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Understanding the causes of memory loss will help you detect early signs of dementia in loved ones, and knowing the facts can calm your suspicions about whether or not memory lapses indicate a real cognitive deficiency.
Step 1: Understanding the Effects of Exhaustion
Understand that mental exhaustion can mimic early signs of Alzheimer's disease. If you create stress with an unrealistic workload, unhealthy habits and lack of sleep, memory suffers.
Step 2: Investigate normal aging
Investigate normal aging and learn how the structure and function of the healthy brain changes, resulting in short-term memory disturbances. This slow and mild cognitive impairment is natural.
The brain generates neurons and new connections throughout life, increasing the potential to reverse memory loss.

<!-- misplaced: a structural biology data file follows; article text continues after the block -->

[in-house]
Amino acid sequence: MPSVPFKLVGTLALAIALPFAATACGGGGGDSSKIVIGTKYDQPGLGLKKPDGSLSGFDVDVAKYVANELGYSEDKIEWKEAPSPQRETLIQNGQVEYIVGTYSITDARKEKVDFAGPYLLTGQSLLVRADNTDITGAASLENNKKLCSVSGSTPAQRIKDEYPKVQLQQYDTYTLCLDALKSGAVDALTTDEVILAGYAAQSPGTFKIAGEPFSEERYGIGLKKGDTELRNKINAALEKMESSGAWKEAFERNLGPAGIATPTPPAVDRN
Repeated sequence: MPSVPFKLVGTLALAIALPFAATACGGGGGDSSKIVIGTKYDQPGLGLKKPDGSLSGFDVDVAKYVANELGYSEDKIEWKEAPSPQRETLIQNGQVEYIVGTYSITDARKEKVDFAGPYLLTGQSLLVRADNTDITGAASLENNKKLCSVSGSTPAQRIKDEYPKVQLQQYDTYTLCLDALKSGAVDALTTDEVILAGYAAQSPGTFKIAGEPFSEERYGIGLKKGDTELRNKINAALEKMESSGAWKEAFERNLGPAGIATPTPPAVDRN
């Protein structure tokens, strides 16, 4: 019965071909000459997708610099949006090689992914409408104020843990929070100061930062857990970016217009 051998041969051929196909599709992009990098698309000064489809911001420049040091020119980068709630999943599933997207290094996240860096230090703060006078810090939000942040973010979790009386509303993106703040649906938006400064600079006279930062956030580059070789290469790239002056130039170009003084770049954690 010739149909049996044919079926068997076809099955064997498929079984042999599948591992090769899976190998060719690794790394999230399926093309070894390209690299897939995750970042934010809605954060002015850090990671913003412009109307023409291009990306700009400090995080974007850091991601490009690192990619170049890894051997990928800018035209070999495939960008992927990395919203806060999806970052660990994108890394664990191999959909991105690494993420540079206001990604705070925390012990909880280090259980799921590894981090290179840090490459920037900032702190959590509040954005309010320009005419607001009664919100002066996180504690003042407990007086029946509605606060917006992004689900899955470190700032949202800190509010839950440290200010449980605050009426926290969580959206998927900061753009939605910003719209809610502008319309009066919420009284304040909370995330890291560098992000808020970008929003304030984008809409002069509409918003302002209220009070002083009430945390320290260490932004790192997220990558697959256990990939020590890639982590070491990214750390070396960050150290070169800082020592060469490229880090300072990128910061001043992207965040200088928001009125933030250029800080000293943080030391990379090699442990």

Step 3: Confusing through depression
Suffering from depression and, for many years, your memory will be adversely affected. With treatment, however, depression can be prevented from causing permanent memory problems.
Step 4: Loss of experience
Have a stroke or head injury and are likely to experience substantial memory problems. Although you can only get back some of the memory function, a better diet and self-control can prevent further degradation.
Normal memory problems – losing the keys or not knowing why you entered a room – do not get worse over time, although remembering can take more time as you get older.
Step 5: Write down side effects
Consider the side effects of medications and ask a pharmacist about interactions, which can sometimes lead to memory loss. There is a debate about whether statins cause symptoms similar to dementia.
Step 6: Identify Bad Habits
If you constantly practice bad eating habits or if you experience frequent bouts of dehydration, memory problems can develop. The brain needs fuel, and depletion of that supply may invite problems that can become permanent.
Step 7: Isolate and forget
Isolate and become lonely, or simply bored, worried and sad, and forgetfulness or confusion can follow. See a counselor or get active and socialize.
Did you know?
Loss of as little as 1 1/2 hours of sleep in one night can reduce daytime vigilance by as much as 32 percent.
Video credits to Howcast YouTube channel